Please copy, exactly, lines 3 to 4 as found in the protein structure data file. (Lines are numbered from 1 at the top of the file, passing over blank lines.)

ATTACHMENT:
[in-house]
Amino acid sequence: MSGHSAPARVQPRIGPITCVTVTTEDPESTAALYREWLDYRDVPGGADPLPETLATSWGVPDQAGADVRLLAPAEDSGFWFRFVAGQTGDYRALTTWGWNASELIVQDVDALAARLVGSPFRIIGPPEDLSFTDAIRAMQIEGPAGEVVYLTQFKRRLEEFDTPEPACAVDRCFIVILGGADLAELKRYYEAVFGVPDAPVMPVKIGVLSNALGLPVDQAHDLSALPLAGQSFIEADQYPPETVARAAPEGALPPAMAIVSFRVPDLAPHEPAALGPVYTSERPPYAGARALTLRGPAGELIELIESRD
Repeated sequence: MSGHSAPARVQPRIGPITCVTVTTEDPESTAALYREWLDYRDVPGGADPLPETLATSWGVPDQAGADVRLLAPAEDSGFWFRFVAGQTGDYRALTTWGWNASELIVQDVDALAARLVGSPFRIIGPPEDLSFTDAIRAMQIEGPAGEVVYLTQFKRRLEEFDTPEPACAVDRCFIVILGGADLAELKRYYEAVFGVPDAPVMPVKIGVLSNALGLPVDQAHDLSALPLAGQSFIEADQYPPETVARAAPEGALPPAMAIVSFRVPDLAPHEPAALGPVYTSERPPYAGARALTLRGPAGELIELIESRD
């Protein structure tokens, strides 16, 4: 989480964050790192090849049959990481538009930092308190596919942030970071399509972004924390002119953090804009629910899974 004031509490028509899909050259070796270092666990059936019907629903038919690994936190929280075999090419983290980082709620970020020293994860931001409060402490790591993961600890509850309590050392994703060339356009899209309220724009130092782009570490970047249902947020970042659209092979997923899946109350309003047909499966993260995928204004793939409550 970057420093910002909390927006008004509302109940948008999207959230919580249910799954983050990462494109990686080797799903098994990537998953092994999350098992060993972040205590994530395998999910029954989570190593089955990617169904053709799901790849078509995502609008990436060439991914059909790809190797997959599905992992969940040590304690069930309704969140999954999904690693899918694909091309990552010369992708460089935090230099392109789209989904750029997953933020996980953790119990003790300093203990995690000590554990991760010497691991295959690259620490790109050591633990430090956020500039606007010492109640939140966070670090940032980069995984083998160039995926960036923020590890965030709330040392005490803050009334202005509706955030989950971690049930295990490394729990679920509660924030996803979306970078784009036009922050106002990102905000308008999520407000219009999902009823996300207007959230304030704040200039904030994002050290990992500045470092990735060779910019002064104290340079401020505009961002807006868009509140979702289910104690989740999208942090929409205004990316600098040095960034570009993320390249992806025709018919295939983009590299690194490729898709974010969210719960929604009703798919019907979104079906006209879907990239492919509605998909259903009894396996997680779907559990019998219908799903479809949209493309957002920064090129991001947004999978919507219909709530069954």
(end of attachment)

Repeated sequence: MSGHSAPARVQPRIGPITCVTVTTEDPESTAALYREWLDYRDVPGGADPLPETLATSWGVPDQAGADVRLLAPAEDSGFWFRFVAGQTGDYRALTTWGWNASELIVQDVDALAARLVGSPFRIIGPPEDLSFTDAIRAMQIEGPAGEVVYLTQFKRRLEEFDTPEPACAVDRCFIVILGGADLAELKRYYEAVFGVPDAPVMPVKIGVLSNALGLPVDQAHDLSALPLAGQSFIEADQYPPETVARAAPEGALPPAMAIVSFRVPDLAPHEPAALGPVYTSERPPYAGARALTLRGPAGELIELIESRD
């Protein structure tokens, strides 16, 4: 989480964050790192090849049959990481538009930092308190596919942030970071399509972004924390002119953090804009629910899974 004031509490028509899909050259070796270092666990059936019907629903038919690994936190929280075999090419983290980082709620970020020293994860931001409060402490790591993961600890509850309590050392994703060339356009899209309220724009130092782009570490970047249902947020970042659209092979997923899946109350309003047909499966993260995928204004793939409550 970057420093910002909390927006008004509302109940948008999207959230919580249910799954983050990462494109990686080797799903098994990537998953092994999350098992060993972040205590994530395998999910029954989570190593089955990617169904053709799901790849078509995502609008990436060439991914059909790809190797997959599905992992969940040590304690069930309704969140999954999904690693899918694909091309990552010369992708460089935090230099392109789209989904750029997953933020996980953790119990003790300093203990995690000590554990991760010497691991295959690259620490790109050591633990430090956020500039606007010492109640939140966070670090940032980069995984083998160039995926960036923020590890965030709330040392005490803050009334202005509706955030989950971690049930295990490394729990679920509660924030996803979306970078784009036009922050106002990102905000308008999520407000219009999902009823996300207007959230304030704040200039904030994002050290990992500045470092990735060779910019002064104290340079401020505009961002807006868009509140979702289910104690989740999208942090929409205004990316600098040095960034570009993320390249992806025709018919295939983009590299690194490729898709974010969210719960929604009703798919019907979104079906006209879907990239492919509605998909259903009894396996997680779907559990019998219908799903479809949209493309957002920064090129991001947004999978919507219909709530069954």